Publishing a property 101 ? Namespaces uncovered

When working with composite applications the most difficult aspect when dealing with Properties and Actions is the namespace. Remember, this architecture came from portal and the idea when the PropertyBroker was defined was to use web services definition language (WSDL) files for the definition of the properties and actions. WSDL?s are all about namespaces! The runtime of the broker really does not care at all about namespaces. As a matter of fact, if you crack open a composite application XML file and look at how a wire is defined you will not see anything about namespaces in it. Here is a sample:

As you can see we really only care about the source and target entity id?s along with the source property (notice no namespace) and the target action (once again, no namespace). So, like in portal, the CAE wiring tool is what ?enforces? proper wiring between types ? otherwise the PropertyBrokerWire extension and the core runtime do no checks.

So now that we understand that, let?s look at a basic WSDL file and figure out what the namespace really means. If you notice in this basic WSDL section we define the property type as ?xsd:string?.

If you reference what ?xsd? is defined as at the top of the file you will see:

xmlns:xsd=http://www.w3.org/2001/XMLSchema

That is the namespace for that property type. Now that we got that out of the way, let?s look at how we would publish a property that uses that type. I try to make all of my WSDL?s use the same part name in the message element as is in the portlet:param section of the operation element. This way its not confusing and you can use the name (email_name) I in your code when publishing the property.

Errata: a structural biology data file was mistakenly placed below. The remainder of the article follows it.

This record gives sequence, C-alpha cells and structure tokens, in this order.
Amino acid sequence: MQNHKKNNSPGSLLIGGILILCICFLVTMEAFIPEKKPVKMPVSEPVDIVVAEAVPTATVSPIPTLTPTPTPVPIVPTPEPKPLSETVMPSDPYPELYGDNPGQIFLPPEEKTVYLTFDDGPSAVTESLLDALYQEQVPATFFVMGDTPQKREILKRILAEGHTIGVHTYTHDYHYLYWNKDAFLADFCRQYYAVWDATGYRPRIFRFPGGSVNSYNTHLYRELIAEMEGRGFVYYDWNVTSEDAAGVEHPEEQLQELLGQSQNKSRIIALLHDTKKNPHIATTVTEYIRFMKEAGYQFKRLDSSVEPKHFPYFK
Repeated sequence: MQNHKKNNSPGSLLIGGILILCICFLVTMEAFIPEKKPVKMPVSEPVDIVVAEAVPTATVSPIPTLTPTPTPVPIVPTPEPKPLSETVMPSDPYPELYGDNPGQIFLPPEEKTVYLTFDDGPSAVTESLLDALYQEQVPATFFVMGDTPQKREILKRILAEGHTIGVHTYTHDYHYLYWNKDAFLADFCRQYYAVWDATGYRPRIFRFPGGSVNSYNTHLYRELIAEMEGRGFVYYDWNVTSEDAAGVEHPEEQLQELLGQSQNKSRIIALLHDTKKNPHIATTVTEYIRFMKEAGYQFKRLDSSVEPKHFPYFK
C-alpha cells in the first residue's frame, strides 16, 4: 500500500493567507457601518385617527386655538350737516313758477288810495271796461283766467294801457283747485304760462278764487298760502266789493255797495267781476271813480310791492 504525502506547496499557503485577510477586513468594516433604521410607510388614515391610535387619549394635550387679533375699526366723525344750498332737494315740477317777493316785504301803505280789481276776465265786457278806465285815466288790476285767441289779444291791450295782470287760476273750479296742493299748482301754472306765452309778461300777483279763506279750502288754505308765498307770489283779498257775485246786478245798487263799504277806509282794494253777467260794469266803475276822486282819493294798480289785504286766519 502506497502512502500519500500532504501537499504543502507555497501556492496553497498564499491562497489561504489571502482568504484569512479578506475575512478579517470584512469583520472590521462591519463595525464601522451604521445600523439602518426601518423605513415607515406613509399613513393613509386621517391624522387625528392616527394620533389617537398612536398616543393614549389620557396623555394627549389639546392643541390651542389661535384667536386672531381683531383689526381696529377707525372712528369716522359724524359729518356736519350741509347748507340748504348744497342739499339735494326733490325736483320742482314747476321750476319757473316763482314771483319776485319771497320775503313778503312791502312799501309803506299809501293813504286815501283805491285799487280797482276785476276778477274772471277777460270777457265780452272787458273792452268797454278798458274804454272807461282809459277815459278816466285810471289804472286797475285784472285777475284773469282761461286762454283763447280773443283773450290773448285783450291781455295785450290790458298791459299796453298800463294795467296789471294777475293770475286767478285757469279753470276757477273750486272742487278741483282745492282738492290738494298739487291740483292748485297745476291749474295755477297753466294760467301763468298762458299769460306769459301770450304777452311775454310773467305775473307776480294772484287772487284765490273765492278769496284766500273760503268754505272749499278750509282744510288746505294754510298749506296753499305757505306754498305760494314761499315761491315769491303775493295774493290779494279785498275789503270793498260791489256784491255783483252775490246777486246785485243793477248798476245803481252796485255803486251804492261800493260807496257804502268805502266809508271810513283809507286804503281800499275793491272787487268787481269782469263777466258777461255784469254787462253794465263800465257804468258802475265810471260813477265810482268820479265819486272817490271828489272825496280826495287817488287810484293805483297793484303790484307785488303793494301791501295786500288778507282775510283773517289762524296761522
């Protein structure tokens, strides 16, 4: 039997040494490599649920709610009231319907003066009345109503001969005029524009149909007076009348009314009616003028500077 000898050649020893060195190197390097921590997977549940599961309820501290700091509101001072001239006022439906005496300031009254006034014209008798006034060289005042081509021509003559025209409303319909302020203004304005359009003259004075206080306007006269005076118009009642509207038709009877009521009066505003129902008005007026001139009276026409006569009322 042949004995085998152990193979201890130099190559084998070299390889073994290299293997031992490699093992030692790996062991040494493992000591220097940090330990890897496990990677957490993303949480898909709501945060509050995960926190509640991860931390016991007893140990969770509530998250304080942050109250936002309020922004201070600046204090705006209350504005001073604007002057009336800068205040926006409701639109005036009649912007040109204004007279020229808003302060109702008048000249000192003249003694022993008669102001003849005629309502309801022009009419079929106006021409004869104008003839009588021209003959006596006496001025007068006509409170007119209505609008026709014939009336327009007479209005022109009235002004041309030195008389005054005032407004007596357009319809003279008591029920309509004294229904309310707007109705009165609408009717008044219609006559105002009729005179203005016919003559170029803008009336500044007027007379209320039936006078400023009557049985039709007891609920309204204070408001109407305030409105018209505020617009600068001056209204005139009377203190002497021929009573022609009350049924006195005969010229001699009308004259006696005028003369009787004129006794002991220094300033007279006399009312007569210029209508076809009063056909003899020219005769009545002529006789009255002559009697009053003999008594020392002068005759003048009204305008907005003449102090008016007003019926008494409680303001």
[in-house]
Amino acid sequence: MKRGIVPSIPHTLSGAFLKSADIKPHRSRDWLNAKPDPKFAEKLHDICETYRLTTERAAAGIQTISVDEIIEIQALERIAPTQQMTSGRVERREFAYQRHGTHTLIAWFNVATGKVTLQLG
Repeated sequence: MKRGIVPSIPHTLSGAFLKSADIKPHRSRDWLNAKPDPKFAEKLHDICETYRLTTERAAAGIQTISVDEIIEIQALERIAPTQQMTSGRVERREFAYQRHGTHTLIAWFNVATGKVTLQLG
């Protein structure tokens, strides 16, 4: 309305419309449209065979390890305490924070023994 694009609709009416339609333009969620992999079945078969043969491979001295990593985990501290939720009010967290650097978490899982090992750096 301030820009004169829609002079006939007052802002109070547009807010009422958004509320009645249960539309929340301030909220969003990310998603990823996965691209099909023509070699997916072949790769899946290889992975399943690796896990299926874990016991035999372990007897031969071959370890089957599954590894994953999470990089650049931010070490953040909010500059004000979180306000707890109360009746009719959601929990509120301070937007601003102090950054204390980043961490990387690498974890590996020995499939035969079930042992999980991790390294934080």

The PropertyBroker service has a lot of API?s around getting actions, types, and properties. The broker keeps a registry of all types, properties, and actions. The first method I am going to show you is creating your own Property object and publishing it.

	PropertyController pc = PropertyFactory.createProperty();
pc.setDirection(Direction.OUT);
pc.setName(?email_name?);
pc.setNamespace(?http://www.w3.org/2001/XMLSchema?);
pc.setOwnerId(getViewId());
pc.setTitle(?Email Name?);
pc.setType(?string?);
pc.setDescription("The email name of the person.");
pc.setTitle("Sets the email name?);

// Create the PropertyValue
// emailName is a class level property that has the currently selected email name

PropertyValue pv = PropertyFactory.createPropertyValue(prop, emailName);

// Publish the property to the broker
broker.changedProperties(new PropertyValue[] { pv }, getViewId());

That is one way to skin the cat. Another way is to look up the property by using the different API?s ? since the broker caches the property already you might as well use it. You can get at the property using the owner ID (which is usually the full view part id) or by using the alternate method and just passing in the namespace and the name of the property.

public Property getProperty(Object owner, String namespace, String propertyName) throws PropertyBrokerException;

public Property getProperty(String namespace, String propertyName) throws PropertyBrokerException;

From there on you create the PropertyValue and publish like the code above. I know I have gotten a lot of emails and conversations around this because for many Notes developers this is still the ?dark side? of the new Notes client. I hope this helps.

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